A c - rioN to emphasize to the Minis.1 - 1 ter of Transport
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the effect of the flaw in Section 11 of the Road and Rail Traffic Act, which, as revealed exclusively by The Commercial Motor, was caused by the insertion of the word "suitable " in the wrong place, was suggested by Mr. D. I. Sandelson, solicitor to the North-Eastern Division of the C.M.U.A., at the Division's annual meeting.
The Commercial Motor, he said, deserved a good deal of credit for drawing attention to the matter. He hoped that it would not be regarded as a " stunt," and that further action would be taken on statesmanlike lines. He suggested that a Parliamentary Committee should frame a memorandum, in order to put before the Minis ter the hard facts concerning the way in which hauliers were being penalized by this wrongly worded section.
Explaining that, instead of confining objections to licence applications to those of persons who were providing suitable facilities, as Parliament intended, Section 11 permits objections by practically anyone who can show that there are suitable facilities already in existence, Mr. Sandelson pointed out how the railway companies oppose any application. even when they themselves cannot prove that they offer suitable facilities.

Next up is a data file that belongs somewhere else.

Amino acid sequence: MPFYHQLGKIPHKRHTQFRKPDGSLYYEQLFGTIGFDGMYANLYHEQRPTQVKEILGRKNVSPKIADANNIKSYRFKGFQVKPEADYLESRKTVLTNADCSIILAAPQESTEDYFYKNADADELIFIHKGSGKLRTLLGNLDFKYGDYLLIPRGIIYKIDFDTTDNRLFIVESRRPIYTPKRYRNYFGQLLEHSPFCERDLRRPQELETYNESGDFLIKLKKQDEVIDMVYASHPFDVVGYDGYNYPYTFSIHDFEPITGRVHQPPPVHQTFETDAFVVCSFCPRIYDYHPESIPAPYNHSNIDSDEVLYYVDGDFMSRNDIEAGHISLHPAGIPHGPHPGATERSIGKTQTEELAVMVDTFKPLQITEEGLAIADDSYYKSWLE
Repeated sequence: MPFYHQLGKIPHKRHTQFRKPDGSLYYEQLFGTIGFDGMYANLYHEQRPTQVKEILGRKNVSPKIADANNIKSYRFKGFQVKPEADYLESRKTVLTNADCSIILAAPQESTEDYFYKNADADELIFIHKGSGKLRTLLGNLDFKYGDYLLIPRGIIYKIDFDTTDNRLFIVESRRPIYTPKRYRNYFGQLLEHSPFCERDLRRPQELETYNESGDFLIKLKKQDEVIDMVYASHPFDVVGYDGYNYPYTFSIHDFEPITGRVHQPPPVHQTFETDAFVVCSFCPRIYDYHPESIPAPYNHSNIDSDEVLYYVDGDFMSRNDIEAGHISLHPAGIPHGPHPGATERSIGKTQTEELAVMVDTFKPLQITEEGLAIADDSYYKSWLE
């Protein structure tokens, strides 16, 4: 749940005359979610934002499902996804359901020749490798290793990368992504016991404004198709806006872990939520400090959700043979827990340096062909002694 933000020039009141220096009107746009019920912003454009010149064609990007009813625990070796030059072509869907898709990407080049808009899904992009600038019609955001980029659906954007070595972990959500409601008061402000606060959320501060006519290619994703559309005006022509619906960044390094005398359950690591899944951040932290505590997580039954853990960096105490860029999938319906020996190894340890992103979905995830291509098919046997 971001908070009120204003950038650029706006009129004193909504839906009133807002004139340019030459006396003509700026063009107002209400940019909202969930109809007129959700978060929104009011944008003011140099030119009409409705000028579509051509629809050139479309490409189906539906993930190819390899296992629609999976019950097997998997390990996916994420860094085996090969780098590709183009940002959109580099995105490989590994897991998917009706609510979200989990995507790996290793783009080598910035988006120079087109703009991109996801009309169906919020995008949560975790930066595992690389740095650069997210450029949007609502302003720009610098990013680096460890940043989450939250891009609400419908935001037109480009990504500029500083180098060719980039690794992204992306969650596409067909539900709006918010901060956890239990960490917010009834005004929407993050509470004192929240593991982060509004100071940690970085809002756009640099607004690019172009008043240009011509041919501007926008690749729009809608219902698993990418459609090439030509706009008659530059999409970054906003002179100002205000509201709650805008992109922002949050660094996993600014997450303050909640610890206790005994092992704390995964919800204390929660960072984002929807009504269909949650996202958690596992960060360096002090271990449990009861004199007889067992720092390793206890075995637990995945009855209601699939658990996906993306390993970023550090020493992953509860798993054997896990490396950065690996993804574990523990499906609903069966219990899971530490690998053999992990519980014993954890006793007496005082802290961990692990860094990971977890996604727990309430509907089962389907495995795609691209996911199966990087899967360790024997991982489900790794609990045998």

The railway companies, said Mr. Sandelson, were actually citing services provided by other hauliers, whowere not objecting to applications. Had Section 11 provided, as Parliament intended, that objections could be made only by those people who already offered suitable facilities, the railways would be ruled out as objectors, except in cases where they provided services.
"The railway companies," said Mr. Sandelson, "take it upon themselves to shield other hauliers, although the railways admit that it is a class of work that they themselves cannot do at all. That is why I do commend The Commercial Motor for raising the question."